Regulation on mechanical properties of collagen: Enhanced bioactivities of metallofullerol

Yan Song, Mingyi Zhang, Lina Zhao, Xiaohui Yin, Jiaohui Zhao, Juan Li, Rui He, Yanan Chang, Junjiang Jin, Yuliang Zhao, Jingyuan Li, Gengmei Xing

Research output: Contribution to journalArticle

11 Scopus citations

Abstract

Increased mechanical property of extracellular matrix (ECM) around tumor tissue is highly correlated to the progression of cancer, and now its efficient regulation is still a challenge. Here, we report that Gd@C82(OH)22-collagen composites greatly suppress the malignant progression of cancer cells in vitro, and the metallofullerol can efficiently reduce the mechanical property of collagen matrix. Further study indicates that Gd@C82(OH)22 can firmly bind to tropocollagen, facilitate the nuclei and microfibril formation. The interference to interactions among tropocollagens leads to decreased amount and disturbed structure of collagen fibers. C60(OH)24, the fullerol counterpart of Gd@C82(OH)22, is studied in parallel and their impacts on collagen are strikingly modest. The comparison data reveals that the enhanced bioactivity of Gd@C82(OH)22 is highly related with its surface-structure. This study is the first attempt to apply nanomedicines to manipulate the biophysical property of collagen matrix, providing a new sight to target ECM in cancer therapy. From the Clinical Editor: Increased presence of "harder" collagen in the extracellular matrix (ECM) around the tumor tissue highly correlates with cancer progression. In this paper, a metallofullerol-based approach is reported as an efficient nanotechnology approach in reducing the mechanical properties of the synthesized collagen, paving the way to the development of novel anti-cancer therapies.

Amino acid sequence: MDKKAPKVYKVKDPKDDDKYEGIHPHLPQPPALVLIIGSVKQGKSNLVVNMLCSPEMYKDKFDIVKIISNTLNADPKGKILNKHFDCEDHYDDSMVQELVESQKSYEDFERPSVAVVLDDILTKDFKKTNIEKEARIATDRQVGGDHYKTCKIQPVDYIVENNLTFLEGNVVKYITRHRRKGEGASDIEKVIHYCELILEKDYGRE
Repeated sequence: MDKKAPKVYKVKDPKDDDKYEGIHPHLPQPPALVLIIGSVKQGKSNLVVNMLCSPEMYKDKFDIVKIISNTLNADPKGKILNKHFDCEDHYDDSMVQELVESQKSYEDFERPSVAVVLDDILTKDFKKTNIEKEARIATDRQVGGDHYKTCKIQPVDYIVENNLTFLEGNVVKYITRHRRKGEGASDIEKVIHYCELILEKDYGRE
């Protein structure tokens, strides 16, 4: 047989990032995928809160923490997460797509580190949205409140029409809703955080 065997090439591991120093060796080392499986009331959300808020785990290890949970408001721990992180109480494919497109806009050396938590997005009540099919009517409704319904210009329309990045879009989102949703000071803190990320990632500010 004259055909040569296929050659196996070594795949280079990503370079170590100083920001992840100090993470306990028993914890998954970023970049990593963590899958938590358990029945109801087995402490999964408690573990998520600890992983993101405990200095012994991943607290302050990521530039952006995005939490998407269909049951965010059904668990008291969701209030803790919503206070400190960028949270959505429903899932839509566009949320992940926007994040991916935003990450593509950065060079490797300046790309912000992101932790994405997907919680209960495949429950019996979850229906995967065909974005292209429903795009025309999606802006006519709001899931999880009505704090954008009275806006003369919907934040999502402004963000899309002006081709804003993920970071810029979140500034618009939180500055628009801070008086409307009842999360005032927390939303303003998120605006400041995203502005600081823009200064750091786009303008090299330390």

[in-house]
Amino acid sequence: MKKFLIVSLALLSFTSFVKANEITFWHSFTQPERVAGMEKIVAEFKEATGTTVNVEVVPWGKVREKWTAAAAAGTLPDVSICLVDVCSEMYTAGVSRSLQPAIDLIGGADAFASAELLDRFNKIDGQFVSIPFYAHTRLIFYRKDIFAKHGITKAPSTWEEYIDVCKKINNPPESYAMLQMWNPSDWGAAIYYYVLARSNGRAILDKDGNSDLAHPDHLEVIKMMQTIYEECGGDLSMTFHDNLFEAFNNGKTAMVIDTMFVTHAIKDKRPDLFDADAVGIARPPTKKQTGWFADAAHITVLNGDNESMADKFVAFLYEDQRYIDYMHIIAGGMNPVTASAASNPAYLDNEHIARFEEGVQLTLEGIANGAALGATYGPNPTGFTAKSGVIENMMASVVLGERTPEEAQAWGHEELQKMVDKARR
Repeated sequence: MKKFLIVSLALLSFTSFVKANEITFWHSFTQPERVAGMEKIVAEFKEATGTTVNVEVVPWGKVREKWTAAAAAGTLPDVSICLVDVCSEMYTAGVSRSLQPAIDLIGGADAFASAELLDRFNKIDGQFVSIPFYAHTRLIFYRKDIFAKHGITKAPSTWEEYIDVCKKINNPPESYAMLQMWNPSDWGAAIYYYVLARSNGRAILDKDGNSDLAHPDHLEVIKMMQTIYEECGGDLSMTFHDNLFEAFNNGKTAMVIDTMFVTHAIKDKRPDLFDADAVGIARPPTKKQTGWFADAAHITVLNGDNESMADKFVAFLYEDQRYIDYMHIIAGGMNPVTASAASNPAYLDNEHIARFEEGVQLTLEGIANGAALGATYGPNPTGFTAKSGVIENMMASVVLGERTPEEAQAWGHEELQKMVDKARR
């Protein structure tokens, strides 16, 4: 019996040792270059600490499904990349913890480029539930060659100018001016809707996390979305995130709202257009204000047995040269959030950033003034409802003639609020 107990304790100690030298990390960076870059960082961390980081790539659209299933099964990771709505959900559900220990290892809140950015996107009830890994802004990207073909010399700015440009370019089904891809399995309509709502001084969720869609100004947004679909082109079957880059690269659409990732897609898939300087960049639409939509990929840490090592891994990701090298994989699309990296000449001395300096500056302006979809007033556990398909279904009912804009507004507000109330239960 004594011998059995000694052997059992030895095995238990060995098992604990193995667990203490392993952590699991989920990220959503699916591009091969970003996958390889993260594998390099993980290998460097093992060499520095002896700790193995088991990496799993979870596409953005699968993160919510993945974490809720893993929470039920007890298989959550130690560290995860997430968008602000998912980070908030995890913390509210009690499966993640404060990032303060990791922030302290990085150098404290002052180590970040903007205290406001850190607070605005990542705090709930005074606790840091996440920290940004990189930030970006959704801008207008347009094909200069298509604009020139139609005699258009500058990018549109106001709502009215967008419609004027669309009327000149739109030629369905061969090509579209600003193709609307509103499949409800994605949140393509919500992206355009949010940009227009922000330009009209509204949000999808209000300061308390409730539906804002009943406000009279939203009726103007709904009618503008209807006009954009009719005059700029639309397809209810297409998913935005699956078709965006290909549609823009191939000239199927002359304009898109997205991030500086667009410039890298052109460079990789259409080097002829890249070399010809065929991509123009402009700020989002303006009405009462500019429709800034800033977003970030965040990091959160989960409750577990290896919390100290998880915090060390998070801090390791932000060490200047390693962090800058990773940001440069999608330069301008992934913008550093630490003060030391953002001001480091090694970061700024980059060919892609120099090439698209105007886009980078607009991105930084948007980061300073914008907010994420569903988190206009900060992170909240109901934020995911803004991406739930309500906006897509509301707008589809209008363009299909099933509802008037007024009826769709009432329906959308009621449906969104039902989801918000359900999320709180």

Original languageEnglish (US)
Pages (from-to)783-793
Number of pages11
JournalNanomedicine: Nanotechnology, Biology, and Medicine
Volume10
Issue number4
DOIs
StatePublished - Jan 1 2014

Keywords

  • Collagen
  • Mechanical property
  • Metallofullerol
  • Structure-related bioactivity

ASJC Scopus subject areas

  • Molecular Medicine
  • Bioengineering
  • Biomedical Engineering
  • Materials Science(all)
  • Medicine (miscellaneous)
  • Pharmaceutical Science

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